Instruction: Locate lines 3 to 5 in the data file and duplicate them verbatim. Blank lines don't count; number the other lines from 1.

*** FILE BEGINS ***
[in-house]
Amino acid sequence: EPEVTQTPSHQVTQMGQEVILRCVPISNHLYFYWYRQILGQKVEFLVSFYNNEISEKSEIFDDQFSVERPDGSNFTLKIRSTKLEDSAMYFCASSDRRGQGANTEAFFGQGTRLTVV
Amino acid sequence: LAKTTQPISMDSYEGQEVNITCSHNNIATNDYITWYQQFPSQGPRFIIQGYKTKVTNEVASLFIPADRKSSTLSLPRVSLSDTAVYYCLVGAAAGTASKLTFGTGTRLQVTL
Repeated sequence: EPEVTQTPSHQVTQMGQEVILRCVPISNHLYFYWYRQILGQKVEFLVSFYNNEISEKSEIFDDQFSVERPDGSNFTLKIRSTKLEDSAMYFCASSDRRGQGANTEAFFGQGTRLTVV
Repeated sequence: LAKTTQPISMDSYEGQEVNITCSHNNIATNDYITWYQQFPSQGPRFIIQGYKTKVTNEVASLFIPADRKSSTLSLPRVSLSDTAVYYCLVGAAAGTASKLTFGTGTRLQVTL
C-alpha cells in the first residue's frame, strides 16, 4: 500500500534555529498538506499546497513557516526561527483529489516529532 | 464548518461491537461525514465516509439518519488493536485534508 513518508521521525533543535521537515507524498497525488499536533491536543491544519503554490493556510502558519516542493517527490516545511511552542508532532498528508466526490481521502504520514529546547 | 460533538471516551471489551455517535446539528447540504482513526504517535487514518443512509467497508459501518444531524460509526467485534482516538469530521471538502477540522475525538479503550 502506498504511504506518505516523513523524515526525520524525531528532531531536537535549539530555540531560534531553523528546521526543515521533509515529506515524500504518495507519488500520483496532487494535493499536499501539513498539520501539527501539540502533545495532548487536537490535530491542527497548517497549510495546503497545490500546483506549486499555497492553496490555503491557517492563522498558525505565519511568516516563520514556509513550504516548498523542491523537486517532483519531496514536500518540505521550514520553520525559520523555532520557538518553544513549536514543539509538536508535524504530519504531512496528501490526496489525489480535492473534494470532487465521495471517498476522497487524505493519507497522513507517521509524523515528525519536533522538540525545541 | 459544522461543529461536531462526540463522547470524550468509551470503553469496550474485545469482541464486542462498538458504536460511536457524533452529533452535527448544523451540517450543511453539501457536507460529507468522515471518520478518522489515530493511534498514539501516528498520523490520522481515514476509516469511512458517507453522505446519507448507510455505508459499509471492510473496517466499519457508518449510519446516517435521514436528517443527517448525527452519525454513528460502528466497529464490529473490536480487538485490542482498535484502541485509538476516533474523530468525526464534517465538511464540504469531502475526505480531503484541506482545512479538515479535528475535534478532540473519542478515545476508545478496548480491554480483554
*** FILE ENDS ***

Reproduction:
Amino acid sequence: LAKTTQPISMDSYEGQEVNITCSHNNIATNDYITWYQQFPSQGPRFIIQGYKTKVTNEVASLFIPADRKSSTLSLPRVSLSDTAVYYCLVGAAAGTASKLTFGTGTRLQVTL
Repeated sequence: EPEVTQTPSHQVTQMGQEVILRCVPISNHLYFYWYRQILGQKVEFLVSFYNNEISEKSEIFDDQFSVERPDGSNFTLKIRSTKLEDSAMYFCASSDRRGQGANTEAFFGQGTRLTVV
Repeated sequence: LAKTTQPISMDSYEGQEVNITCSHNNIATNDYITWYQQFPSQGPRFIIQGYKTKVTNEVASLFIPADRKSSTLSLPRVSLSDTAVYYCLVGAAAGTASKLTFGTGTRLQVTL